Down East 2013 ©
This is our lucky day, Seabury Lyon informs our small group, which has gathered under a picnic shelter in a grassy area cut out of the woods of Albany, four miles south of Bethel.
The shelter’s dirt floor is littered with small sheets of mica and chunks of sand-colored feldspar that Lyon has been using as props while relating the story of the Bumpus Mine, whose twin tunnels await us in the trees. The property’s manager happens to be here today, Lyon says, and he’s got something in his pickup that we have to see.
Lyon reaches into the truck’s front seat and backs away, his arms weighed down by the basketball-sized piece of quartz in his hands. “Oooooooooo!” my companions exclaim. Lyon sets the rock at our feet, the better to admire the aquamarine crystals poking from its surface in all directions. Cameras click and flash.
Back in the 1930s, the Bumpus Mine yielded one of the largest beryl crystals ever found. It was an incredible 27 feet long and 4.5 feet wide, and it weighed 26 tons. The mine is inactive now, but its owners, Larry Stifler and Mary McFadden, allow educational tours of the sort Lyon leads for Maine Mineralogy Expeditions, 121 Mayville Road (Route 2), Bethel (www.rocksme.biz ).
Rock hounding is a uniquely Oxford County way to enjoy summer in Maine. The area is riddled with retired quarries for feldspar and mica, two minerals that occur in pegmatite, the lumpy oatmeal-colored granite known for hosting gemstones like aquamarine, amethyst, and tourmaline.
Phil McCrillis’ Mount Mica Rarities, 1805 Roxbury Rd. (Rte. 17), Roxbury (mainetourmalineonline.com ), and Jim Mann’s Mount Mann Jewelers, 57 Main St., Bethel (mtmann.com ), are good places to start. Both men mine, cut, design, and set the gemstone jewelry that they sell, and their shops double as museums with hundreds of crystals and mineral specimens on display. Of particular interest is McCrillis’ replica of the history-making tourmaline pocket that his father found at Dunton Gem Pit in Newry in 1972. He also has a fascinating collection of exotic artifacts — Asian giant cicadas, meteorites, even some fifteen-million-year-old turtle dung.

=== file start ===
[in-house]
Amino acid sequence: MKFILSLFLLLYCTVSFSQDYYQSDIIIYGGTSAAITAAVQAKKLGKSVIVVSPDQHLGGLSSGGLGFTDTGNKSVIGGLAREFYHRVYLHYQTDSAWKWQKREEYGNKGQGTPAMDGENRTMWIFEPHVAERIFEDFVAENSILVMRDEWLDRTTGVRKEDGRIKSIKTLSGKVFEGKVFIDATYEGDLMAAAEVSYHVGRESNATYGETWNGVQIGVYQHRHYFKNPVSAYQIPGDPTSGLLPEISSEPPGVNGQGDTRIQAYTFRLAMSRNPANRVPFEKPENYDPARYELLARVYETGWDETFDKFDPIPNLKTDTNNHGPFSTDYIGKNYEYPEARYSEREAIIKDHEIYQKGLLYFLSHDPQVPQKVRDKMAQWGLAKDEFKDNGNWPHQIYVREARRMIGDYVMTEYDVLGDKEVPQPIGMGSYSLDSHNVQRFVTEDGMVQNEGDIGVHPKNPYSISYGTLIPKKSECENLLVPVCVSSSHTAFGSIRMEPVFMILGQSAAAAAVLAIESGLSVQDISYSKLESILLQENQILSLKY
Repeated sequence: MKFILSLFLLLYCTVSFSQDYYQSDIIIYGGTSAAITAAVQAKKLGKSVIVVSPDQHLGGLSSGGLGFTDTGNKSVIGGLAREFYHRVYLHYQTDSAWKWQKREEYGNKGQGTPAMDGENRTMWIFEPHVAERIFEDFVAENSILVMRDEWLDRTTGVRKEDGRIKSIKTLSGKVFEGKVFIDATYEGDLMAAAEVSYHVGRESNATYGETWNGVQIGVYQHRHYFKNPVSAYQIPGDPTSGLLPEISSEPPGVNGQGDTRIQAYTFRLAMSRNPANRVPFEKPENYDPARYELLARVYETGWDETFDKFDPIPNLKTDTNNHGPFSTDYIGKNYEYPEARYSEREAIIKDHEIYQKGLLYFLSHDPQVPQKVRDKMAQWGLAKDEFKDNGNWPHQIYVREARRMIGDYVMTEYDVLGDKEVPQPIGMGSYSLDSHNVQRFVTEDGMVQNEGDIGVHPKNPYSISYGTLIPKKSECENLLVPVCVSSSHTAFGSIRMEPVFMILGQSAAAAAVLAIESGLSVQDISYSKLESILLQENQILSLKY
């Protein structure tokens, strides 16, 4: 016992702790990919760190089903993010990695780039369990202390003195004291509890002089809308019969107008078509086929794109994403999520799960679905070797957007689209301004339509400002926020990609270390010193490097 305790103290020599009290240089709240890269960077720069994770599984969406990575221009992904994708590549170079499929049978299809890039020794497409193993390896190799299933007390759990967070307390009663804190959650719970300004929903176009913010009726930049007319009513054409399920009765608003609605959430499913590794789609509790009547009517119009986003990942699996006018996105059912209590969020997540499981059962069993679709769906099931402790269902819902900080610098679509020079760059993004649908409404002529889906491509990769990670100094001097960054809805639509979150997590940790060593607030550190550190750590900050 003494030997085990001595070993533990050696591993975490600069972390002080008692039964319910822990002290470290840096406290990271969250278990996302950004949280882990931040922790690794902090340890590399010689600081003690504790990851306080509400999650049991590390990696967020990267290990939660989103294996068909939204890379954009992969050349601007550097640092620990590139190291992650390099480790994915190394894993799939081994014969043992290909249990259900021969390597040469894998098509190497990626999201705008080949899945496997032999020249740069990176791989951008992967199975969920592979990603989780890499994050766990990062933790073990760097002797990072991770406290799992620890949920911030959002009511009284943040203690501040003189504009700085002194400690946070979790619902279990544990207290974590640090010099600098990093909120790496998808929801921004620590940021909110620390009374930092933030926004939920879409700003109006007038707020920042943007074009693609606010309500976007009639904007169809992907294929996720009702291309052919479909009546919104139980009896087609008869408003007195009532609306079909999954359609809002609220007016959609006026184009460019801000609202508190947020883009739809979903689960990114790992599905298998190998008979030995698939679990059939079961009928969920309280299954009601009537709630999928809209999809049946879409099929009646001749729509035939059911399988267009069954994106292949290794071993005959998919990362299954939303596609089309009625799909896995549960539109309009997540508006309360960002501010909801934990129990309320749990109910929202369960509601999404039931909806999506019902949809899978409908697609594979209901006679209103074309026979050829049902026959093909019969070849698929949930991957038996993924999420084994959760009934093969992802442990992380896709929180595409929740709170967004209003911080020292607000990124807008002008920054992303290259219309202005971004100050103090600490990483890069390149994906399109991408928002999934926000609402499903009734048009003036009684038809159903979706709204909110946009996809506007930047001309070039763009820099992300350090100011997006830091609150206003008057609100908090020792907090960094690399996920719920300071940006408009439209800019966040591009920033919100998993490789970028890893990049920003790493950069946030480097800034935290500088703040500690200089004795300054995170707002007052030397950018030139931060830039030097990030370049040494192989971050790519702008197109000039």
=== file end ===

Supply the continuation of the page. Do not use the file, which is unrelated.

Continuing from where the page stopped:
Mann, a partner in Maine Mineralogy Expeditions, is working with Stifler and McFadden to create the Maine Mineral Gem and Mining Museum, scheduled to open in Bethel in 2012. Specimens that have resided in the Mineralogical Museum at Harvard University and the American Museum of Natural History, including a section of that giant Bumpus beryl, are being returned to Maine to join the new museum’s collections.
The Bumpus Mine tours last about three hours. Everyone gets a flashlight and follows Lyon into the tunnels to look at walls glinting with mica and veined green and pink. Afterward, the group can dig in the mine tailings and keep any interesting rocks they find. Tours leave from Bethel Outdoor Adventure on Route 2, which has a sluice for sifting through tailings from Mount Mica, where Gary Freeman has been aggressively mining for tourmaline for eight years. Also nearby is Songo Pond Mine, in Albany, where owner Jan Brownstein often allows visitors to try their luck with a chisel and hammer. Songo Pond Mine (songopondmine.com ) has been consistently producing aquamarine and other gems for years.